man standing in front of group of men

I chose to join a group that wanted to talk about our favourite teachers and why they were our favourites. I liked that I was able to choose the topic I was most interested in instead of sitting in on something that I wasn’t as engaged with. We had a great conversation, everyone was engaged and contributed a lot because we were talking about something we were passionate about. The more casual, small group, conversational setting I think really lends itself to people feeling more comfortable to share their opinions and experiences. We were able to hear each others perspectives and have deeper debates than sometimes is possible in a lecture setting.

Pacific School of Innovation and Inquiry

This Friday, I had the opportunity to explore the Pacific School of Innovation and Inquiry. Jeff Hopkins, the founder of the school took the time to talk to us and explain the concept of the school and how it looks on a day to day basis.

Up until this visit, I understood what inquiry-based learning was but wasn’t completely convinced of how it could be more beneficial to learners than any other method of instruction or learning. Jeff explained how the learning at PSII is completely individual: the students decide what they are interested in learning and have the agency to pace this learning however they would like. Using monitoring services such as Trello, the teachers are able to keep track of each students inquiries very easily. Students who wish to work on one subject all day are able to do so at PSII, instead of being interrupted by bells and refocused into different subjects in 60-minute blocks. There are teachers constantly circulating, so the students are able to get help when they need it.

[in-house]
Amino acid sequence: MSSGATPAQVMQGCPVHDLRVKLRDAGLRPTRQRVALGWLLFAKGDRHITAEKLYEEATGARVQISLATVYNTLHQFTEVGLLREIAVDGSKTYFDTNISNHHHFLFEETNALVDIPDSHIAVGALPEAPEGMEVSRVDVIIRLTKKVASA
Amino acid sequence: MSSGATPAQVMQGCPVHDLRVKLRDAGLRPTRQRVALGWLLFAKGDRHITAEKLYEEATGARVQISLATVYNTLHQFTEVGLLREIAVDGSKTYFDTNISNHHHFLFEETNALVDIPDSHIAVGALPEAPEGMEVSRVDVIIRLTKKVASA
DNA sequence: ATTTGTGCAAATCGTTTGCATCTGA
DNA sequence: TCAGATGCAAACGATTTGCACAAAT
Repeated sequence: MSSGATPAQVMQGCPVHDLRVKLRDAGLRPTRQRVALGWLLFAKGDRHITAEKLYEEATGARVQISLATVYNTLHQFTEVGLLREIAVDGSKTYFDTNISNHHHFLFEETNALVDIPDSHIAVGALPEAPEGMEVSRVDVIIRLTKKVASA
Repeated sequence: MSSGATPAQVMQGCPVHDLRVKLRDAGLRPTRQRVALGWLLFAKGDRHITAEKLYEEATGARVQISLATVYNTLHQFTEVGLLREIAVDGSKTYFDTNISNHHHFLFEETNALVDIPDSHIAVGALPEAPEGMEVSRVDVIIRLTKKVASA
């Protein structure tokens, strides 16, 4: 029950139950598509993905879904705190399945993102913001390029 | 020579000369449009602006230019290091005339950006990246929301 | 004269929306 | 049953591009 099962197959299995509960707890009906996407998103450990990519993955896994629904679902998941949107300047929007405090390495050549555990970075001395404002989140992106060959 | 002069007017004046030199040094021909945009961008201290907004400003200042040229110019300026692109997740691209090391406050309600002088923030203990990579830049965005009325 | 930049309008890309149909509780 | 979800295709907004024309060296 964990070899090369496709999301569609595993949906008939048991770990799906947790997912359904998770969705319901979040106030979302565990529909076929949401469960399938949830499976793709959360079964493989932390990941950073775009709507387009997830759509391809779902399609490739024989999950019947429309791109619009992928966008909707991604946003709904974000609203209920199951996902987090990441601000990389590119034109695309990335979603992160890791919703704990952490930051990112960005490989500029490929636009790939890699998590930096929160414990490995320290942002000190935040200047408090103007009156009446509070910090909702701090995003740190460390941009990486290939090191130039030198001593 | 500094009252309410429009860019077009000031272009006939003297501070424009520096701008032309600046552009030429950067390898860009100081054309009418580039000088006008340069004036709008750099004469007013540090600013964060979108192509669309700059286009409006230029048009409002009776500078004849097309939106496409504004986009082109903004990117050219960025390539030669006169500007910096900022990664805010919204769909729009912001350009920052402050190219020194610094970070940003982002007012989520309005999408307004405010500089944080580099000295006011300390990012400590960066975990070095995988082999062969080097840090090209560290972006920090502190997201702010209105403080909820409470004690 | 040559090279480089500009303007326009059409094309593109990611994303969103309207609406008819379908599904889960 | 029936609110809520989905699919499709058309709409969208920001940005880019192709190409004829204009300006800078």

One aspect I was surprised by was the amount of activity and conversation among the students when I walked in. I expected almost a silent work environment, with each student staring at a screen. Part of the reason why I was hesitant about the school’s philosophy was that I thought students were missing out on this social aspect. However, I was glad to see that this was not the case. Although the students learning is individualized, they are not sequestered and alone in their learning environment. There are opportunities around the school for students that would like to work alone silently, but the main area of the school looked like a lively group of kids working and socializing together. Jeff also explained to us that they strive to facilitate events and activities that involve the whole school, such as group hikes, in order to further establish their school community.

Overall, I was extremely impressed by Jeff Hopkins presentation. He has such a passion for allowing learners to reach their fullest potential, and I commend him for the amazing job he has done setting up PSII. I encourage everyone to explore PSII‘s philosophy and to look into the benefits of inquiry-based learning.